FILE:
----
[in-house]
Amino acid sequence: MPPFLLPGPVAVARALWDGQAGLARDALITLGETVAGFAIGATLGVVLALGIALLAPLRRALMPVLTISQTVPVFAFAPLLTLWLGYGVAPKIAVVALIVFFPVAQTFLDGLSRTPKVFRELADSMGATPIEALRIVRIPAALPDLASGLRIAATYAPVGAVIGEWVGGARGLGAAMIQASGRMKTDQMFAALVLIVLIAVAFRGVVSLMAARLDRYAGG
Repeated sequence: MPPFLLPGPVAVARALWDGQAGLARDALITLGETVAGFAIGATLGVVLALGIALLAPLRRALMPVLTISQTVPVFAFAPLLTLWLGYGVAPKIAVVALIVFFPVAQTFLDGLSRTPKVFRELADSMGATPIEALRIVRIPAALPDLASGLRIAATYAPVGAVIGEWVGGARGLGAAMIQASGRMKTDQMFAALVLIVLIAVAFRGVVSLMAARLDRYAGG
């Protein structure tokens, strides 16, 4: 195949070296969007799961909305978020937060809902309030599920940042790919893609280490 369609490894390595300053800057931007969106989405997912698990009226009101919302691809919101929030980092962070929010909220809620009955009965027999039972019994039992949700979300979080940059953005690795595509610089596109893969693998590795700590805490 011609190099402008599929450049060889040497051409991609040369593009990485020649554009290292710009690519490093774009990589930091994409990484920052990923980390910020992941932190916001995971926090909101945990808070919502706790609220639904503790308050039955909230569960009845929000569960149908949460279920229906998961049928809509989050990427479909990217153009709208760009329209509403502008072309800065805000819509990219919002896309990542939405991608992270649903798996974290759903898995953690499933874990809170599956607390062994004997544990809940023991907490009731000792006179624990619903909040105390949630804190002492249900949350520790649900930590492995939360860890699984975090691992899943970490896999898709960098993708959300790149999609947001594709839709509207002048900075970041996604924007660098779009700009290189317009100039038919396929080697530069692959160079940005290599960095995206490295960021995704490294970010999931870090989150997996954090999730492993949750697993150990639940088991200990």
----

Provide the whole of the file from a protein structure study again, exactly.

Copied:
[in-house]
Amino acid sequence: MPPFLLPGPVAVARALWDGQAGLARDALITLGETVAGFAIGATLGVVLALGIALLAPLRRALMPVLTISQTVPVFAFAPLLTLWLGYGVAPKIAVVALIVFFPVAQTFLDGLSRTPKVFRELADSMGATPIEALRIVRIPAALPDLASGLRIAATYAPVGAVIGEWVGGARGLGAAMIQASGRMKTDQMFAALVLIVLIAVAFRGVVSLMAARLDRYAGG
Repeated sequence: MPPFLLPGPVAVARALWDGQAGLARDALITLGETVAGFAIGATLGVVLALGIALLAPLRRALMPVLTISQTVPVFAFAPLLTLWLGYGVAPKIAVVALIVFFPVAQTFLDGLSRTPKVFRELADSMGATPIEALRIVRIPAALPDLASGLRIAATYAPVGAVIGEWVGGARGLGAAMIQASGRMKTDQMFAALVLIVLIAVAFRGVVSLMAARLDRYAGG
């Protein structure tokens, strides 16, 4: 195949070296969007799961909305978020937060809902309030599920940042790919893609280490 369609490894390595300053800057931007969106989405997912698990009226009101919302691809919101929030980092962070929010909220809620009955009965027999039972019994039992949700979300979080940059953005690795595509610089596109893969693998590795700590805490 011609190099402008599929450049060889040497051409991609040369593009990485020649554009290292710009690519490093774009990589930091994409990484920052990923980390910020992941932190916001995971926090909101945990808070919502706790609220639904503790308050039955909230569960009845929000569960149908949460279920229906998961049928809509989050990427479909990217153009709208760009329209509403502008072309800065805000819509990219919002896309990542939405991608992270649903798996974290759903898995953690499933874990809170599956607390062994004997544990809940023991907490009731000792006179624990619903909040105390949630804190002492249900949350520790649900930590492995939360860890699984975090691992899943970490896999898709960098993708959300790149999609947001594709839709509207002048900075970041996604924007660098779009700009290189317009100039038919396929080697530069692959160079940005290599960095995206490295960021995704490294970010999931870090989150997996954090999730492993949750697993150990639940088991200990």